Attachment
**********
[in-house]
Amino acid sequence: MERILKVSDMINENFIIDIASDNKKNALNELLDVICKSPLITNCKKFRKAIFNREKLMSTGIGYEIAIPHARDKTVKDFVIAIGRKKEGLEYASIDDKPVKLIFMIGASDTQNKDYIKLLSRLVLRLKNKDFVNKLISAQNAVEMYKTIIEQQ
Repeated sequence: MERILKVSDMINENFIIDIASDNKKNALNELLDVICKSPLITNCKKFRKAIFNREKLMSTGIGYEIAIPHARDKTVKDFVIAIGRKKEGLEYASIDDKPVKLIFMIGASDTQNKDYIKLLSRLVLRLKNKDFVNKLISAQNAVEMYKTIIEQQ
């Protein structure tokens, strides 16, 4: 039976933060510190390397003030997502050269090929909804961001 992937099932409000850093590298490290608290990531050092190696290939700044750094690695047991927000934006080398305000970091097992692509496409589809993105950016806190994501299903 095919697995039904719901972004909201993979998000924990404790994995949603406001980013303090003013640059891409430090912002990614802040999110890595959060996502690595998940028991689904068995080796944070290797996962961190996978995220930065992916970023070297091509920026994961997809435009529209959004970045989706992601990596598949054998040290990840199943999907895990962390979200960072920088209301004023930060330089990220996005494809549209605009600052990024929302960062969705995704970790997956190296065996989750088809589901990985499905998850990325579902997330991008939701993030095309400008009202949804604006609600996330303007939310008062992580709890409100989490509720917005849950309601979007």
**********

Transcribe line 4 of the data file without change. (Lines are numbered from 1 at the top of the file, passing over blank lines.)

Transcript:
């Protein structure tokens, strides 16, 4: 039976933060510190390397003030997502050269090929909804961001 992937099932409000850093590298490290608290990531050092190696290939700044750094690695047991927000934006080398305000970091097992692509496409589809993105950016806190994501299903 095919697995039904719901972004909201993979998000924990404790994995949603406001980013303090003013640059891409430090912002990614802040999110890595959060996502690595998940028991689904068995080796944070290797996962961190996978995220930065992916970023070297091509920026994961997809435009529209959004970045989706992601990596598949054998040290990840199943999907895990962390979200960072920088209301004023930060330089990220996005494809549209605009600052990024929302960062969705995704970790997956190296065996989750088809589901990985499905998850990325579902997330991008939701993030095309400008009202949804604006609600996330303007939310008062992580709890409100989490509720917005849950309601979007």